[10.20] Phew. They're only reading out the top three scores from each nation, the lower scores just pop up on screen. That's much better than the previous method, while lasted about three weeks. Albania get twelve points from the Macedonian presenter, who appears to be some sort of Timmy Mallett looky-likey.

[10.25] We really can't be bothered commenting on the people reading out numbers, so here's a look at the website for Pirates Of The Sea.

They've got a forum!

Meanwhile, we've got our first points. Thanks for the pity voting, people of San Marino.

[10.30] Ukraine are slipping down the betting now, to third place. Told you they won't win. Turkey - third place in the voting - are still 19/1. Fill your boots.

[10.33] Bosnia-Herzegovina's entry gets twelve points from someone, much to the annoyance of Tel. Lighten up, sir! The UK are now second to last in the table. Will Cyprus give us some points?

[10.34] No. Greece got their twelve points, though.

[10.36] The scruffily attired Moldovan presenter is trying to eke every last second from his appearance. Come on, man. You're like the least famous celebrity presenting an award at an awards show, frantically and quite pathetically trying to make a name for yourself.

[10.38] No wonder no-one votes for us. This is three hours of live primetime television, and about 90% of the total television audience has to sit through the majority of it listening to a language they don't understand. If all the commentary on the BBC and ITV coverage of Euro 2008 was in German, there'd be an armed uprising.

Here's a question for any Eurovision buffs reading this: does the coverage in other Eurovision nations include commercial breaks? There's no gap left for any, but if it's as popular as it's made out to be, surely it'd be a goldmine for the commercial stations.

[10.46] The award for Best Fake Tan And Whitened Teeth of the night goes to the Slovenian presenter. It's as if he was fathered by Dale Winton, although that's statistically unlikely on several levels. The Armenian presenter runs him quite close, but as she's absolutely gorgeous we can forgive her.

[10.48] First cock up of the night - the Czech presenter messes up their results, leaving her perilously close to erupting into a fit of giggles. We're still second from bottom of the table. Not even Malta have given us some points! Expect a furious reaction from the Daily Mail on this matter.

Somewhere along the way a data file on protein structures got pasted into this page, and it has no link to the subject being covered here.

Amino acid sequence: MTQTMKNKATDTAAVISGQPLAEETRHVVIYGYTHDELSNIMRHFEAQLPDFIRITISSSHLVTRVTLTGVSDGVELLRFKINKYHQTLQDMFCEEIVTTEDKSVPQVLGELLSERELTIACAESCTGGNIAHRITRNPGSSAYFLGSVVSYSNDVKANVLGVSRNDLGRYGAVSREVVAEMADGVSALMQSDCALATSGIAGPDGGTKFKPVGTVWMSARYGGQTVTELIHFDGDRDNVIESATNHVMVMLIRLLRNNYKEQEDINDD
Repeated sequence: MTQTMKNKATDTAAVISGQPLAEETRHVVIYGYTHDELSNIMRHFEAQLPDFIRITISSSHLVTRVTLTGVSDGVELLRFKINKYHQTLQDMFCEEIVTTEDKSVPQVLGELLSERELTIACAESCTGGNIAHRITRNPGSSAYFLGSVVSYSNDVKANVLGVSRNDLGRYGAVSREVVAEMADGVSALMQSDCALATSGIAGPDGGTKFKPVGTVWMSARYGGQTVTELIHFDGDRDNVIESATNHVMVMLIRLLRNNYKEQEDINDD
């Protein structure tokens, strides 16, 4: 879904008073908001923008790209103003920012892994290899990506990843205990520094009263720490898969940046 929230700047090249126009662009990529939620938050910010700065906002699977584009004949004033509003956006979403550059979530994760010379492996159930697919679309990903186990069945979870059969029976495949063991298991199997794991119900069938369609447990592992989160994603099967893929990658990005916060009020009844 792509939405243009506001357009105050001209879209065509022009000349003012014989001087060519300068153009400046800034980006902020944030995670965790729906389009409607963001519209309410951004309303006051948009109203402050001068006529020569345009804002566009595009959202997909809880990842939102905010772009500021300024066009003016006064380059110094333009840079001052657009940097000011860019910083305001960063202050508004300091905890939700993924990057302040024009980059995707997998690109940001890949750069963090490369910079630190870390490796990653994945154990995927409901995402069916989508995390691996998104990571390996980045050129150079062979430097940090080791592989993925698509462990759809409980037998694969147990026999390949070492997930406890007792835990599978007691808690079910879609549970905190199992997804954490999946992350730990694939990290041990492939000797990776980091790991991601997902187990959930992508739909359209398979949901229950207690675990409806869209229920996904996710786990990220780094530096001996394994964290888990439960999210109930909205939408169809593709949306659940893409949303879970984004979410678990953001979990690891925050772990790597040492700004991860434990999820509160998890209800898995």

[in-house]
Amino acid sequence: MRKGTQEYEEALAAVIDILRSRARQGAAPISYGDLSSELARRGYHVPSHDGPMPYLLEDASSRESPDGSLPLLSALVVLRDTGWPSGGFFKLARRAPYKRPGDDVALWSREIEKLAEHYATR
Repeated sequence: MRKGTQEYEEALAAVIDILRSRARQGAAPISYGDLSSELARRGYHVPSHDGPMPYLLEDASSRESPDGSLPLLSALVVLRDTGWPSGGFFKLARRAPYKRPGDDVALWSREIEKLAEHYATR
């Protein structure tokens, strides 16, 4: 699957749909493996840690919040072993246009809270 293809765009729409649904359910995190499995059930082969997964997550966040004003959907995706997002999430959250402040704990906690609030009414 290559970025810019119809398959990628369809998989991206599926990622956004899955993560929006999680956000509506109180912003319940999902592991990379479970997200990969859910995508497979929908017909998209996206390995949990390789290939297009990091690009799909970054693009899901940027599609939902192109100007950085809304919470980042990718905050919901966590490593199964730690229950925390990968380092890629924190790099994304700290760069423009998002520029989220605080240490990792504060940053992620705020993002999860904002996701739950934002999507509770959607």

[10.54] Some consolation points from Ireland. The presenter lady almost seemed embarrassed by this. As Poland have also picked up some points, we're now last in the table.

[10.57] We're getting bored of the numbers now. Russia are going to win, we're going to finish last. Happily, we've just discovered Sébastien Tellier's MySpace page. And we've also just discovered that Swedish people have trouble pronouncing Bosnia-Herzegovina. Every day's a school day.

[11.01] Sébastien Tellier fact! Divine was produced by 50% of Daft Punk. Which is why it's so great. We've just bought it. It downloading now. Whee. The results are nearly over, so soon we'll all be able to get on with our lives.

[11.04] Sébastien Tellier fact two! The cover of his album has a bare lady on it.

[11.06] The presenters reading out the results have taken to singing bits of the songs. That isn't really helping anyone. Oh, and Russia have won.

[11.08] And that's pretty much it. The evening ends with the winning song, a shitload of fireworks, and Tel grumbling about how it's all a big fix, and how all the west European countries might as well just stop entering it. Never mind the fact this is the first time Russia have ever won it. Mind you, it's not as if the winning song was anything to write home about, so maybe he's on the money. We don't know. We do like the fact that as next year's contest is going to be in Moscow, there's an outside chance Tatu will make an appearance. We're now definitely going to be watching it again next year.

And with that in mind, what better way to sign off?

See you next year!

12 .:

Anonymous said...

Sounds still working on BBC One; shame to miss HD though :(

Anonymous said...

Anyone know how to stream Terry Wogans commentary outside the UK?

Anonymous said...

hd sound now working, hooray ?

Mark X said...


Mark X said...

Anonymous 2: Not sure, but might be your best bet.

Anonymous said...

No luck with, thanks though.

Anonymous said...

Can you not get Radio two online ?

I think its on that too.

Anonymous said...

You're right, thanks. Almost over now anyway ;)

Brig Bother said...

> does the coverage in other Eurovision nations include commercial breaks?

Yes they do. You know that there was a gap between some songs where the hosts would banter and they'd throw to a crowd somewhere? That's for the benefit of those countries that don't have ads, everyone else gets an ad break.

Mark X said...

Cheers, Brig. So, if the contest had been on a commercial channel we wouldn't have had to put up with the interminable 'visits' to the green room? Come on, Michael Grade.